How To Choose A 2 way radio For A Road Trip

augmentative communication device grantsSo to carry on my run of content on this blog, I’ve planned to share one of our favourite articles this week. I was hesitant to include it to this site as I actually did not want to offend the original writer, but I hope he/she is glad that I loved reading their article and planned to share it with my readers.

If you’re planning on taking a cross-country road trip, having some kind of backup communications in addition to your cell phone is a very good idea. A couple of years ago my wife and I took a cross-country road trip involving a U-Haul truck and our car. We were relying on our cell phones for vehicle to vehicle communications however in the mountains of Utah we became separated in an area where there was no cellular phone signal. At a fork in the road we took different routes and it was literally several hours before we were able to establish contact and find each other again. Following this traumatic experience we stopped at a discount store and purchased two FRS two-way radios, which we then used for the rest of the trip to keep in touch with each other. If you’re planning a cross-country road trip yourself, and need a good “road trip two-way radio” there are several options from which to choose.
FRS – GMRS Two – Way Radios Or “Icom walkie talkies”

One of the least expensive options for vehicle to vehicle communications are FRS two-way radios. You can find these for sale at most discount and sporting goods stores. There are also combination FRS – GMRS two-way radios which include the General Mobile Radio Service frequencies. GMRS walkie talkies do require a license, but typically offer much greater range. FRS two-way radios typically cost $20 to $60 per pair and combination FRS – GMRS radios may cost as much as $80 or more for a pair. The more features that you want in a two-way radio, such as water resistance, VOX (voice operated transmit,) privacy codes etc., the more you will typically pay for the devices. The main feature that you want to look for in walkie-talkies for a road trip is the ability to have private conversations with your party. Privacy codes enable the user to set an individual code whereby the walkie-talkie only picks up members of their party and ignores calls from other radio users in the area. If you don’t use privacy codes on your walkie talkie, you will be bothered by children and others talking when you go through towns. The two way radios that we chose for our road trip were made by Midland and featured up to one thousand unique privacy codes, ensuring that we not pick up any interference even as we traveled through urban areas. (At first we did not enable these privacy codes, and were picking up all sorts of chatter.) Another nice feature that these radios had was that we could tune into NOAA weather radio channels to pick up the forecast for the area that we were traveling through. Many brands of FRS and GMRS walkie-talkies offer this feature and will enable you to pick up NOAA weather channels.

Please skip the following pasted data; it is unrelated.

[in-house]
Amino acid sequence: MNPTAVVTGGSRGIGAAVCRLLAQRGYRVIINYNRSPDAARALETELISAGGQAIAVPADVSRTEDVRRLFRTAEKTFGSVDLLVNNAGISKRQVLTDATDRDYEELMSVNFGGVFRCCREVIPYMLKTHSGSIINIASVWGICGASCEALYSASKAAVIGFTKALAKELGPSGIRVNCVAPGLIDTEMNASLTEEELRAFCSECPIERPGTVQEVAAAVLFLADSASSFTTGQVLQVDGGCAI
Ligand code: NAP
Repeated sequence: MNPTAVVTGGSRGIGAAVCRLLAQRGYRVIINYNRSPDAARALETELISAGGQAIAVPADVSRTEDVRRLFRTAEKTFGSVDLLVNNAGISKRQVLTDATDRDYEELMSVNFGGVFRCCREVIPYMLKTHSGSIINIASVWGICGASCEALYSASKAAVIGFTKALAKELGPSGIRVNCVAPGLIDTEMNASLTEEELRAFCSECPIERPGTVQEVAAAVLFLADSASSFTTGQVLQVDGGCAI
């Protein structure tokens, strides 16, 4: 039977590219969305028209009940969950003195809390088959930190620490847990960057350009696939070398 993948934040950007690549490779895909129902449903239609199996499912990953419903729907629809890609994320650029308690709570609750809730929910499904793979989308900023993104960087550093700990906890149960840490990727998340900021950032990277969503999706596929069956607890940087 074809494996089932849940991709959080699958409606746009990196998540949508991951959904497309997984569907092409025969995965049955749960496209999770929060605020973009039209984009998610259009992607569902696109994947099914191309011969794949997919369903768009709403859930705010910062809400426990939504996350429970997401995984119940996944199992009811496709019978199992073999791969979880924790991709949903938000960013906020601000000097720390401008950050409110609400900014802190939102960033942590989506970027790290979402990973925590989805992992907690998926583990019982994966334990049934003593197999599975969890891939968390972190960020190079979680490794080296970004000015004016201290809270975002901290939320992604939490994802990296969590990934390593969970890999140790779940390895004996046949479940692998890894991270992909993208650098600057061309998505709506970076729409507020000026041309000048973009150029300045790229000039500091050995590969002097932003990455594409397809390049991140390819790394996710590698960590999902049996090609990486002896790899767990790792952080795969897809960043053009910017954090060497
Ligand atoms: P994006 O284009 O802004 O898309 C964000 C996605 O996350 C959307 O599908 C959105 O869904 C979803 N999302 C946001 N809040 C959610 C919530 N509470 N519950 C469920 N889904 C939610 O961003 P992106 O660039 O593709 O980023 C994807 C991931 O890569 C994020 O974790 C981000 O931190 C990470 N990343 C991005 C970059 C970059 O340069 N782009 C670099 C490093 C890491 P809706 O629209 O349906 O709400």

Most of these radios will operate for about two days on a set of AA batteries. If your road trip will take more than a couple of days, it might be a good idea to choose a model that offers a DC power cord which you can plug into your vehicle’s power port.
Road Trip CB Radios: Breaker, Breaker Good Buddy!

Another option for keeping in touch with another vehicle on a road trip is to use a portable CB radio featuring a magnetic mount antenna that you place on the roof of the car. CB Radios have been around since the 1960’s and are still used by many over the road truckers. Because of the fact that so many truck drivers still use CB radio, you may be able to contact an eighteen wheeler if you have an emergency, such as in areas where your cell phone does not work. Portable CB radios typically cost around $80 each, so you would end up spending about $160 to be able to talk from car to car. If having car to car communications is your primary goal, a portable CB radio is a decent choice, however it does have many drawbacks compared to the FRS walkie-talkies mentioned above. CB radios are prone to high levels of interference from distant stations and lack any kind of privacy codes which prevent you from hearing other users all day long. In addition, CB radio frequencies are rarely monitored by the FCC anymore and you’re likely to hear all kinds of profanity, racist and other kinds of offensive language as you travel across the country. If you are easily offended, or plan on having children with you, you will not want to listen to some of the things you hear on CB. Also, (in addition to profanity,) CB radio has a language of its own, and you may be “heckled” by not using the right terms on the air. Having a portable CB radio in one of your vehicles for use as a means of backup emergency communication is a very good idea, however may not be the best choice for communicating from car to car.

Other Ways To Avoid Becoming Separated On Two – Car Road Trips

If you’re planning on taking a two-car road trip across the country having both cell phones and two-way radios is a good idea. In addition you’ll want to have a backup plan if communication between vehicles breaks down. At the beginning of each day you should plan your route and decide on where you’ll end up at the end of the day. Try to plan on stopping at certain landmarks along the way such as truck stops that you locate on a map. Also, you should have a third-party contact whom each of you can call to relay your location in case you become separated. Cell phones do quit working, in addition to having reception problems in different parts of the country. Nothing can ruin a two vehicle cross-country road trip more than drivers losing touch with each other.
Midland GXT1000VP4 36-Mile 50-Channel FRS/GMRS Two-Way Radio (Pair) (Black/Silver)Amazon Price: $58.43
List Price: $89.99


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